Alibaba Group’s digital payments platform Alipay is coming to Australian streets, literally, with a new initiative allowing Melbourne buskers to use the system to accept payments from locals and Chinese visitors.
Alipay, which is owned and operated by Alibaba subsidiary Ant Financial, has launched the project in collaboration with local payment partners Quest Payment Systems and Supay Technology, with 15 to 20 Melbourne buskers to pilot the program ahead of a national rollout.
The program will be restricted to buskers licensed through the City of Melbourne.
Passers-by will be able to use tap-and-pay facilities to donate payments or purchase merchandise using bank-issued cards, while Chinese visitors will also have the option of using Alipay.
Alipay Australia and New Zealand country manager George Lawson said the pilot would run for four to six weeks, and if the initiative was successful, it would be rolled out across the country.
“Buskers are part of the social and cultural fabric of Melbourne and Alipay saw an opportunity to use our technology to help visitors show their appreciation,” Mr Lawson said.
“The program is a win-win; the 600,000 Chinese visitors arriving in Melbourne every year get greater access to the city’s culture, while buskers growth their audience and have a more practical way to accept funds.”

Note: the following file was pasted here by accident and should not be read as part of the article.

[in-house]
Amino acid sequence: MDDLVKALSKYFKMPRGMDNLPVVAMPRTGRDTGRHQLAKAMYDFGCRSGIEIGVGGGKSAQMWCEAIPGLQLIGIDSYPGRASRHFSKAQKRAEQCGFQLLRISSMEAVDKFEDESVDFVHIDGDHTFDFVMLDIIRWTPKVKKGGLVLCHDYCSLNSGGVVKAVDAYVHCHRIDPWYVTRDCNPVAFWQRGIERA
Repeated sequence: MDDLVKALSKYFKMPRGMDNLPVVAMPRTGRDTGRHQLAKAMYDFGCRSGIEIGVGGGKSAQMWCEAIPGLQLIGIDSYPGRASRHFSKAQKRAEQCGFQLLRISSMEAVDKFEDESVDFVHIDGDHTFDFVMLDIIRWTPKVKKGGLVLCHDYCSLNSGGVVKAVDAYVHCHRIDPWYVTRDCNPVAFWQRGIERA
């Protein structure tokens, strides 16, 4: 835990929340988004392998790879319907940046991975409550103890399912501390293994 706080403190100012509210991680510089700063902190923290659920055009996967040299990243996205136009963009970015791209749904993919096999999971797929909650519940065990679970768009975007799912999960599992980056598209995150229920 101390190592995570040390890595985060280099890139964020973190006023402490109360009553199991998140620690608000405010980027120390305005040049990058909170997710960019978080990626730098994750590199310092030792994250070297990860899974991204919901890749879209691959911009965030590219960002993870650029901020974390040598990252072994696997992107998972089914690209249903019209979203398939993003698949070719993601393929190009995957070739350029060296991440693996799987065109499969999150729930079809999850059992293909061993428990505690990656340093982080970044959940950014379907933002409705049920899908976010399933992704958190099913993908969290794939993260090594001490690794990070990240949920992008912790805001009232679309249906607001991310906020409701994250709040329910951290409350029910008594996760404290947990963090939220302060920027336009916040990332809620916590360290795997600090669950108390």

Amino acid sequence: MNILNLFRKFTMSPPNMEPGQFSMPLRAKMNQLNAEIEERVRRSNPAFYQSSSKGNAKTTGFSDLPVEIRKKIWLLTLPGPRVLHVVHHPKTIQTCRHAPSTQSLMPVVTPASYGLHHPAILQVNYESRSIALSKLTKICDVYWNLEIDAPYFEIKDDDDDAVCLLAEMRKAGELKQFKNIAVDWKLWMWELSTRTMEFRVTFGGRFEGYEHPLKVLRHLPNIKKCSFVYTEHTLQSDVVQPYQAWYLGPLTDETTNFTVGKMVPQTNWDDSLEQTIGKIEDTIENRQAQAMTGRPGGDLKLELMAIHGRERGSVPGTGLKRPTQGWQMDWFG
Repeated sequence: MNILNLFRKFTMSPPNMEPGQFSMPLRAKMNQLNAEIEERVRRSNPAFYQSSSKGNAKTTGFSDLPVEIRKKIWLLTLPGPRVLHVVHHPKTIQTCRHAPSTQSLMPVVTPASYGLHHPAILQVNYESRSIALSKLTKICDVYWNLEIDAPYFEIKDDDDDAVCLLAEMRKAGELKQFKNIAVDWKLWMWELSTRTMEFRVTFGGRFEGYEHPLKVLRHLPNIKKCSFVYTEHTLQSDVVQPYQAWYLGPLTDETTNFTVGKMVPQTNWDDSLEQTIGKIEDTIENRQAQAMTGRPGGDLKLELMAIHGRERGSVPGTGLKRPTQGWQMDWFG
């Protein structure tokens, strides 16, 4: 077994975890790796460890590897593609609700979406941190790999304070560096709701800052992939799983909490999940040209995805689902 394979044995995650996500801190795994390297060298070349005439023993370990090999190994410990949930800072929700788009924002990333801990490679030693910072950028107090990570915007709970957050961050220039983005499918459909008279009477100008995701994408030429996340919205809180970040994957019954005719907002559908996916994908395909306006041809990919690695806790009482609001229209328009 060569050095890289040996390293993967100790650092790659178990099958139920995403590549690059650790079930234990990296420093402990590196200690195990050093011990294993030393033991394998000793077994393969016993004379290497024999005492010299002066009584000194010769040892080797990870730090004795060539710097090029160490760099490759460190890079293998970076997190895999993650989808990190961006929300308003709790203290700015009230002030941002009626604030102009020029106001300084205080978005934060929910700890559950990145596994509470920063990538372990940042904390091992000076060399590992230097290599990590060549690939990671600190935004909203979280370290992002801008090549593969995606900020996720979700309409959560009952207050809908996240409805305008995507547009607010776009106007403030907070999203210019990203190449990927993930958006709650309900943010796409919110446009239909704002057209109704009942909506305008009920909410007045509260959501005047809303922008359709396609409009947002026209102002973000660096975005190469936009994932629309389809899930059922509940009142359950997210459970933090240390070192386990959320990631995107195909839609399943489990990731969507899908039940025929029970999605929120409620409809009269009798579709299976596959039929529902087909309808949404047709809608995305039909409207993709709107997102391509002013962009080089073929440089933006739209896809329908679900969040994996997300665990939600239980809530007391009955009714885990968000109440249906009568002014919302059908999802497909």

Supay project lead Loic Liao said the concept would allow buskers to capitalise on the same opportunities that local businesses had in tapping into the growing spending of Chinese visitors.
Data from Tourism Research Australia, released earlier this month, showed Chinese tourists were responsible for more than half of the total growth in international visitor spending in the 12 months to the end of March.
TRA said spending by Chinese tourists rose by $1.3 billion over the period, to reach $10.9 billion.
Mr Liao said that by providing QR payments facilities, retailers could show Chinese visitors that they were welcoming and respectful.
“By using Alipay to accept payment, it gives Chinese people the confidence to spend and removes anxiety about a foreign currency.”
Quest head of SME and Alternative Payments Luke Fuller said the initiative was the latest in the company’s efforts to help ease the economy’s transition away from cash.
“While many businesses are thriving with the shift to digital payments, there are pockets of society that have been left behind and the busking community is one of they,’ Mr Fuller said.
“This program is about levelling the playing field for buskers and giving them every opportunity to continue doing what they love – entertaining.”